From the Editor

Article excerpt

Living in Washington, DC, it is impossible not to get swept up in the excitement of the presidential race. Sadly, it's also easy to slip into cynicism, thanks to the negative campaigning and horse-race media coverage. Moment, a proud home of passionate political commentary across the spectrum, strives to cover important issues that don't get the attention they merit--and to transcend snarkiness. With these thoughts in mind, we deliver an election issue that is a political junkie's dream.

In our expanded opinion section, longtime Moment columnist Letty Cottin Pogrebin, one of the founding editors of Ms. Magazine, advises Jews to vote for Barack Obama, and novelist and conservative commentator Naomi Ragen makes the case for John McCain. David Frum derides Jewish conspiracy theories and Jews who contribute to them. Nathan Guttman questions why presidential campaigns continue to wrongly assume American Jews are one-issue voters when it comes to Israel.

One of the most significant tasks that will fall to our next president is the nomination of one or more new justices to the Supreme Court. These lifetime appointees may render decisions on everything from the death penalty to school prayer and yes, abortion and gun control.

Since 2006, and for the first time in history, there has been a majority of non-Protestant justices on the Supreme Court: Five Catholics, two Protestants and two Jews serve on the bench. Religious diversity on the Court is surely a sign of progress, but it also got us thinking: What role, if any, does personal faith have on the legal decisions justices make? To help us answer these questions, we have assembled a distinguished group of Supreme Court watchers, from CNN's senior legal correspondent and New Yorker writer Jeffrey Toobin to UCLA Law Professor Eugene Volokh, who founded the popular law blog Volokh Conspiracy. Our experts offer a fascinating and sometimes surprising look at the ways that the religion of Supreme Court justices might have--and might not have--influenced their jurisprudence throughout the Court's history.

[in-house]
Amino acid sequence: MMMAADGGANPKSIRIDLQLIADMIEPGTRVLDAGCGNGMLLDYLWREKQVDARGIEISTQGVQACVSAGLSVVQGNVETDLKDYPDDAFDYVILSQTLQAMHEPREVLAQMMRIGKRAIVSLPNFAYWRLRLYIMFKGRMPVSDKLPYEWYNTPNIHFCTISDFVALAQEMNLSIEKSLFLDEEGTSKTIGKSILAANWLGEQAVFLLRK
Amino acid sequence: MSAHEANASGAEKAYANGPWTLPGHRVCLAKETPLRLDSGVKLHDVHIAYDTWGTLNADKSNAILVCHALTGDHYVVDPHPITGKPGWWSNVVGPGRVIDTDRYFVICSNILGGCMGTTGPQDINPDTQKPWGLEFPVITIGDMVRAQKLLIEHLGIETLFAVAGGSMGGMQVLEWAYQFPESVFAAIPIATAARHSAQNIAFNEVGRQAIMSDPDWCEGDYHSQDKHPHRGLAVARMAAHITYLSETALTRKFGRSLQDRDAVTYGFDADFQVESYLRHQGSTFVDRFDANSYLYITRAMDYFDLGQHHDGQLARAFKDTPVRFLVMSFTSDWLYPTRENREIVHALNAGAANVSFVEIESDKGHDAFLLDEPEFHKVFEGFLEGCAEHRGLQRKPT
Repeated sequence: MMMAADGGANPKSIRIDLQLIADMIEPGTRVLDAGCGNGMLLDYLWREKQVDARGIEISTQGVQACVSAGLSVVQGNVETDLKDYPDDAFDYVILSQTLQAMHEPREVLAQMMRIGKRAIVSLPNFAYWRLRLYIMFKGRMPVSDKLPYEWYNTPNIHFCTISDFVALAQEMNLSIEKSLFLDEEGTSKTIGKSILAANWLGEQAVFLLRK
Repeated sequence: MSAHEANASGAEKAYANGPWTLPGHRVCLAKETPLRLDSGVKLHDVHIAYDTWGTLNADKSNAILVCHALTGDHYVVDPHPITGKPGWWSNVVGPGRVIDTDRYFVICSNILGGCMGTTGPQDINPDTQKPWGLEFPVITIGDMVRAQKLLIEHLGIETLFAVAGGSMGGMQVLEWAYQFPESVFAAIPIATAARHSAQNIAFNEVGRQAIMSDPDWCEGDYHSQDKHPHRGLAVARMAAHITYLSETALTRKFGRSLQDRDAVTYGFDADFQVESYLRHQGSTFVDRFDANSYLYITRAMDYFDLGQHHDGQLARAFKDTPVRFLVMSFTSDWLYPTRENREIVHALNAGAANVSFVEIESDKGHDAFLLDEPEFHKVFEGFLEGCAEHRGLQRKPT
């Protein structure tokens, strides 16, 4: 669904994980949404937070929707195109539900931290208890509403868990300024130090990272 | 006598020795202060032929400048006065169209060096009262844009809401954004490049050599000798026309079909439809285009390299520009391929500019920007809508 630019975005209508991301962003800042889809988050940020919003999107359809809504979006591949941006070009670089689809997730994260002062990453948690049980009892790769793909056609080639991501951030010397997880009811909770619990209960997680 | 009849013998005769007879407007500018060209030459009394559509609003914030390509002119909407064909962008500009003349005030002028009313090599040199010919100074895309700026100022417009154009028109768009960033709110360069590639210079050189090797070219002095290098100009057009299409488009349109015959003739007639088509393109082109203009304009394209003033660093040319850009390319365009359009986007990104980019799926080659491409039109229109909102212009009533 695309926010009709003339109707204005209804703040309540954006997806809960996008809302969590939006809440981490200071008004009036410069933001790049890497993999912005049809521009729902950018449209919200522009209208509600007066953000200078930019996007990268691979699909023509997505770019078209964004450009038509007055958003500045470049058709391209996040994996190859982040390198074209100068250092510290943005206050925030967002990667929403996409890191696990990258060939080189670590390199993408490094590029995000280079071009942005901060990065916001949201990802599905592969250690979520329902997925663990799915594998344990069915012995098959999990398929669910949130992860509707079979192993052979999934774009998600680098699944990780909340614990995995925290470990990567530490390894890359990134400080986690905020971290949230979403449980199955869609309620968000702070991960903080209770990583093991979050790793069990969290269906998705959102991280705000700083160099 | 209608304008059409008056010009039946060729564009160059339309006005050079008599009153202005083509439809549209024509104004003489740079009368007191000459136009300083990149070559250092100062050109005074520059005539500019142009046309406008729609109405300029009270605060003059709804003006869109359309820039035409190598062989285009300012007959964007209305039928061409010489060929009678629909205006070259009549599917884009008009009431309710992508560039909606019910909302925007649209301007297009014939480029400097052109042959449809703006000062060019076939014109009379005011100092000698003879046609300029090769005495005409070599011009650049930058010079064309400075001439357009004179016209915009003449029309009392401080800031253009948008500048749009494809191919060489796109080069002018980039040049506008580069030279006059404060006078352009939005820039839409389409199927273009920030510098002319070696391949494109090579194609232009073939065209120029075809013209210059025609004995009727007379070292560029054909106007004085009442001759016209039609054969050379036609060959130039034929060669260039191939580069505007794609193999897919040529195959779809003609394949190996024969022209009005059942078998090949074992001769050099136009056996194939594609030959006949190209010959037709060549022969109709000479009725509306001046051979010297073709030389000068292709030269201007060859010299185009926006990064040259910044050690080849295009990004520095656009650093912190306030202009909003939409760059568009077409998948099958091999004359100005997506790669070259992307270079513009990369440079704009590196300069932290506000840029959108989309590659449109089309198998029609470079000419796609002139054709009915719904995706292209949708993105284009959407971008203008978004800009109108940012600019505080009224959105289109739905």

We are grateful to the hundreds of you who participated in our online presidential poll and told us about the issues--the Supreme Court, Israeli security, the war in Iraq, the economy, the health care crisis--that matter most to you and the candidates who best represent your views. The results of the poll can be found on page 24. To top off our election extravaganza, we've dug through 33 years of Moment archives to bring you excerpts from our past election coverage. As you'll see, in some ways not much has changed. …